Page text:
On Instagram the force of Walter Benjamin’s flâneur strong. On Instagram we are connoisseurs of daily life. Urban spectators. Observers of what Balzac described as “the gastronomy of the eye”. We feed hungrily on images that are served to us. Our fingers swipe across screens, giving approval to frames that appeal to us, contributing social comment when compelled. And these are not the hard-hitting reportage images popular before 1990. These are images of feet in places, cute pets, the meal in front of you and newly manicured nails in bombastic colors.
It is only in the past year that I have engaged with Instagram, and I will admit to being more a voyeur than a contributor. What I find interesting about my own behaviour is how I have developed an ‘Insta-gaze’; the awareness between the subject (viewer – me) and the object (photos). The people who are sharing these images are acutely aware that they are being observed and I when I check my app during the day, I am acutely aware of my ‘gazing’. In some way, you could say we are indirectly looking at each other.
But what exactly am I looking at when I peruse the dozens of tiled images I receive on my smartphone every day? Why does a photo of an acai breakfast bowl, or a lone chair in a room, or Taylor Swift’s cat hold my attention, if only for a second?
My theory (and it is just that, mere theory) is that the Insta-gaze thrives on three things: beauty, poetry and inclusivity. And in all our engagement on Instagram, we are each searching for images that represent these values for us.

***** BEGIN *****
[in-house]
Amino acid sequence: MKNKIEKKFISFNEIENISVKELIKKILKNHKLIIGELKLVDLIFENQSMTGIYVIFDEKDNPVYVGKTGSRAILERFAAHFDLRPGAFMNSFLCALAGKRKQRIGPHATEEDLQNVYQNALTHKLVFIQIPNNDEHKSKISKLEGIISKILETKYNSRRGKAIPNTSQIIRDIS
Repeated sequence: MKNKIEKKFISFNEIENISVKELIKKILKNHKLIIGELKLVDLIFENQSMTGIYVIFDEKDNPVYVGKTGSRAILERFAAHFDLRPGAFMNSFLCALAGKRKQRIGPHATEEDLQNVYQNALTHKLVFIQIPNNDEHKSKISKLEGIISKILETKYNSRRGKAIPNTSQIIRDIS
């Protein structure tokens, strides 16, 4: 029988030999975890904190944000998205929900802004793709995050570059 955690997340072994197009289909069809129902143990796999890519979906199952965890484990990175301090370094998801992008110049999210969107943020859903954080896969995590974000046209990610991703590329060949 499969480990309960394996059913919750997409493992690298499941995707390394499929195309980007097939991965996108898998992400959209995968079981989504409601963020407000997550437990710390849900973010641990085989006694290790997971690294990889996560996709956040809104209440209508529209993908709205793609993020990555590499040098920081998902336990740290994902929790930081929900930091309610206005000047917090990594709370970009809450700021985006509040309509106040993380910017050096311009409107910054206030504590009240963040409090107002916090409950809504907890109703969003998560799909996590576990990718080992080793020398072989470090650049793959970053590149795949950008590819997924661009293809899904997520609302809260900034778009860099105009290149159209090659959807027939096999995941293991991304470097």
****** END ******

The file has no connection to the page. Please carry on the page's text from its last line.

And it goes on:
In a recent opinion editorial in the New York Times, David Brooks laments the loss of importance that Beauty suffers in this “post-humanistic moment”. That certain significant things in life are now the domain of data and science. “Economists are experts on happiness. The world is understood primarily as the product of impersonal forces; the nonmaterial dimensions of life explained by the material ones,” he writes. But Beauty has not abdicated its throne on Instagram. Beauty is found in pictures of sunsets, landscapes, images with symmetrical layouts, color and good composition. Beauty is why 790,000 people subscribe to Instagram accounts like @hotdudesreading.
But then there are pictures that can’t be described as beautiful. These are more poetic. Stones in rivers. Babies. The weathered trunk of an old Kauri tree. In his book The Meaning of Culture, John Cowper Powys explains that poetry is “something profoundly and emotionally humanized.” He uses the example of a racing car and a wish-bone. One beautiful, the other poetical. This differential also explains for me the appeal of certain images that suggests intangibles like love, sadness, anger and friendship. Poetic images are about emotions represented within the moment captured; a comment on life itself.
Here is where the Insta-gaze comes into its own. Since both subject and object are aware of the transaction taking place, there seems to be a tacit agreement that we are both connected. It does not matter that Kendall Jenner does not know your name, the fact that she uploaded a photo of herself doing something somewhere, sharing a moment from her private life for your eyes to gaze upon is a call to connect. She’s not calling you personally by name, but the fact that the image is delivered to your personal mobile device (the most intimate item we own) delivers a similar feeling. Hence the reason why brands capitalize on ‘behind-the-scenes’ images. It’s a door ajar to some other person, some other life.